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       Personalised Ayurvedic interventions
 
         Posted on :11:56:39 Jul 18, 2011
   
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       Last edited on:11:56:39 Jul 18, 2011
         Tags: Personalised, Ayurvedic, interventions
 

Personalised Ayurvedic interventions have demonstrated clinically significant improvement in rheumatoid arthritis on a par with allopathy treatment with the added advantage of lesser side-effects, according to a study. The study was conducted by the University of Washington, Seattle, and the University of Los Angeles, California, with funding from the National Institutes of Health in the U.S. and the Arya Vaidya Pharmacy (AVP), Coimbatore.

The project, to evaluate the efficacy of Ayurvedic medicines, was a randomised double-blinded, placebo (inert tablets)-controlled study, which is the gold standard for clinical research in modern medicine, said the research team headed by P. Ram Manohar, Director, Research, AVP and principal investigator (Indian side).

“We cannot make any tall claims with the results since it was a pilot study and the sample size was small. However, the study got a major stimulus when Dr. Edzard Ernst, the first professor of complementary medicine, called it a blueprint for research in Ayurveda,” Dr. Ram Manohar told The Hindu over telephone.

The study was published in the Journal of Clinical Rheumatology in June 2011 can be accessed through PubMed of the United States National Library of Medicine at the National Institutes of Health. This provides the Ayurveda stream of medical management with a much-needed boost for its hitherto lack of evidence-based medicine techniques.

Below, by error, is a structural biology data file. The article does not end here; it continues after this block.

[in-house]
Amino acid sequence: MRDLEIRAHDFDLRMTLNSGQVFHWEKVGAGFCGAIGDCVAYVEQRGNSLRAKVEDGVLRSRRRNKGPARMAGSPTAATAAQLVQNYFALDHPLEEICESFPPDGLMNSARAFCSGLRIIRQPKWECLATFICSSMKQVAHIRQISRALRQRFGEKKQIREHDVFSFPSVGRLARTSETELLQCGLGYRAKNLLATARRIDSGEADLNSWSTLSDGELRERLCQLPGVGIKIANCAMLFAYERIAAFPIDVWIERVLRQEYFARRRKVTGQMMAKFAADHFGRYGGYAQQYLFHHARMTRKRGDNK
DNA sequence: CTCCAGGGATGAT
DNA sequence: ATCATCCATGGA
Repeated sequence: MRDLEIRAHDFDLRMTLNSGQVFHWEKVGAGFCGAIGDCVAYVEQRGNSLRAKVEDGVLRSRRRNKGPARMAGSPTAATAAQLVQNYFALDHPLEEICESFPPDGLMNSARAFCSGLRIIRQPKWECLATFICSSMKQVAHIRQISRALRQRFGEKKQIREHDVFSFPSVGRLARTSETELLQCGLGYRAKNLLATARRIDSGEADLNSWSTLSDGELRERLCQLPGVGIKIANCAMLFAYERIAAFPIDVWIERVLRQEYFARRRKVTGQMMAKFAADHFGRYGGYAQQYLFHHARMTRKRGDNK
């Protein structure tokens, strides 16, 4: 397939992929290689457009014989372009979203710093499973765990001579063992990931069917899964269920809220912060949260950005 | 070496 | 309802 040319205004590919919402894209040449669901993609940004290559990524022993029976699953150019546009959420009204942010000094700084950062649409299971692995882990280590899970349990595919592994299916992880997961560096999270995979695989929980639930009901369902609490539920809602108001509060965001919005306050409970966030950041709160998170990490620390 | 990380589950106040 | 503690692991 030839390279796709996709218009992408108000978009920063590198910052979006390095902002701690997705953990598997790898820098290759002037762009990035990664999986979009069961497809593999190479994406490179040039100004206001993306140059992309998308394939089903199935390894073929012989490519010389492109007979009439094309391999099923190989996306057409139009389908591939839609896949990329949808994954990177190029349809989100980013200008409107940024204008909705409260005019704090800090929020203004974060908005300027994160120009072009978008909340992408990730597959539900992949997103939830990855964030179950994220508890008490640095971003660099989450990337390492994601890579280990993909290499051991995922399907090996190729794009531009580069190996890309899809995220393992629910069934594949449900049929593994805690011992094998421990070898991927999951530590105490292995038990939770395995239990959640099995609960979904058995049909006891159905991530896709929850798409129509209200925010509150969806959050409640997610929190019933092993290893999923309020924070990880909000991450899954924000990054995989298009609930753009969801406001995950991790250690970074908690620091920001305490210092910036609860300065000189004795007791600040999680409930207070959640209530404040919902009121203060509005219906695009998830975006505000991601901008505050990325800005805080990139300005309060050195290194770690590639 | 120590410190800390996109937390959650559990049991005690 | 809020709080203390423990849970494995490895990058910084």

The nine-month treatment and evaluation period had three groups with about 15 patients each, who were treated with the focus on rheumatoid arthritis. While one group was given only Ayurvedic medicines along with a placebo of allopathic medicine, another group was administered only allopathic medicines with placebos of Ayurvedic medicines and the third group was given a combination of Ayurveda and allopathic medicines.

Even the doctors prescribing the medicines were not aware of the medicines being given, said K. G. Ravindran, treating physician at the AVP, who was part of the research project.

It was a challenge to make standardised placebos for Ayurvedic medicines, said Reshmi Sarin, research co-ordinator at the AVP. In fact, the PubMed abstract mentions the development of the placebos as a unique feature of the study. Different combinations of internal and external Ayurvedic medicines were prescribed to the patients but the allopathic treatment consisted of standard doses of the drug Methotrexate. All patients were treated in the out-patient ward and no massage or ‘dhara' or any other in-patient treatment method was applied.

While the study was specific to rheumatoid arthritis, it also looked into whether complex Ayurvedic interventions could be studied in a clinical trial. The double-dummy, double-blind randomised clinical study has clearly shown the feasibility of further studies of this kind.

With a grant of Rs 1.2 crore, the three-year study, begun in 2005 and completed in 2008, was fully published in June. Two milestones were a poster presentation of the study in November 2010 at the annual scientific meeting of the American College of Rheumatology and a research letter in the Annals of the Rheumatic Diseases.

Prasanth Nair

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